Women's Journal

Heal and Thrive: Peggy Onlock’s Take on PTSD

Heal and Thrive Peggy Onlock's Take on PTSD
Photo Courtesy: Peggy Onlock

By: Lisa Patrick

The profoundly personal and thought-provoking book ‘Survive, Then Thrive: Understanding Post-Traumatic Stress’ by Peggy Onlock is a deeply reflective exploration of living with PTSD. As the title suggests, it is not just about surviving but also about healing and ultimately flourishing. This powerful read recently hit the bestseller list, no doubt because Onlock fearlessly invites readers into her world, where resilience, vulnerability, and courage coexist on the path to healing.

Onlock’s story goes beyond a simple retelling of events; it provides a candid and unfiltered view of the human condition and the healing process. Her compassionate approach to the challenges posed by PTSD is extremely powerful and engaging, giving readers the chance to experience the strength of the human spirit.

Long after the last page, readers will continue to feel empowered and educated by Onlock’s story, which leaves a profound and lasting impact. Recently, Peggy Onlock took some time out of her busy schedule to talk with us about her journey, her book, and what lies ahead for this trailblazing author.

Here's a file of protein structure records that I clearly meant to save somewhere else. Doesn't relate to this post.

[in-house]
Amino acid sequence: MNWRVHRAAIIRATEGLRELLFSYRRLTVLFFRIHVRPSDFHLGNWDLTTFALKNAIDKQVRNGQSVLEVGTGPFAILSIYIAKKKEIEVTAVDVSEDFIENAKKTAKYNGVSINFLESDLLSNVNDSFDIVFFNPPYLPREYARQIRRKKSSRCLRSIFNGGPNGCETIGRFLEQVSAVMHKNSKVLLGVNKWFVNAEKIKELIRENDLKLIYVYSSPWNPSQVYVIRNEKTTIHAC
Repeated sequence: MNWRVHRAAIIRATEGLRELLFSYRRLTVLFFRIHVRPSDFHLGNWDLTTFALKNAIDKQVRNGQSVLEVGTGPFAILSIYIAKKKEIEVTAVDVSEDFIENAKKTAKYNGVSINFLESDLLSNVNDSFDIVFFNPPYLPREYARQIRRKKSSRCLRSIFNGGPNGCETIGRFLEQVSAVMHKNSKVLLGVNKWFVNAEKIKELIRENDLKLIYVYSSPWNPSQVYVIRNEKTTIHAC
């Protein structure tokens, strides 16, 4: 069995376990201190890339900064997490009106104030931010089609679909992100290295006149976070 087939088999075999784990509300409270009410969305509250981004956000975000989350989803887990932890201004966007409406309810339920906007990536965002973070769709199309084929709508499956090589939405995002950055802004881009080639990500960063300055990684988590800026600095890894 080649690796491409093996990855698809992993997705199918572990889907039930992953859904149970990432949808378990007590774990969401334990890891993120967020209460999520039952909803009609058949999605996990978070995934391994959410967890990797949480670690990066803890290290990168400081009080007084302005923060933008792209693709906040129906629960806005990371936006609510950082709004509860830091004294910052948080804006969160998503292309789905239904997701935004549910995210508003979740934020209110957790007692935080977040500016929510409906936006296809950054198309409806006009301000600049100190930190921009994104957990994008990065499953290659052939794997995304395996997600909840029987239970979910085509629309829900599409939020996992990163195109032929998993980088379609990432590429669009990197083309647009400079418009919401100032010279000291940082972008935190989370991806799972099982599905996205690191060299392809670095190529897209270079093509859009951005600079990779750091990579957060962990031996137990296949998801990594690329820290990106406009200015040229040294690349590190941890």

What inspired you to write ‘Survive, Then Thrive: Understanding Post-Traumatic Stress’?

I started writing this book more than 20 years ago.  I always liked writing so I decided to write my story.  I wrote several lines and put it away for a few years because I felt nobody would want to read it.  Several years later, I decided to write my story; if only for me.  I find writing relaxing and cathartic even when it’s difficult.  As I learned more about Post-Traumatic Stress symptoms, I recognized how contradictory, confusing and serious this injury can be.  I had to write it down to make more sense of it; both for myself and others.  I hadn’t seen a story similar to mine in print and felt it was important to share.  My inspiration was my family and friends, some of whom helped me through the pain.

Can you share a bit about your personal journey with post-traumatic stress and how it influenced your writing?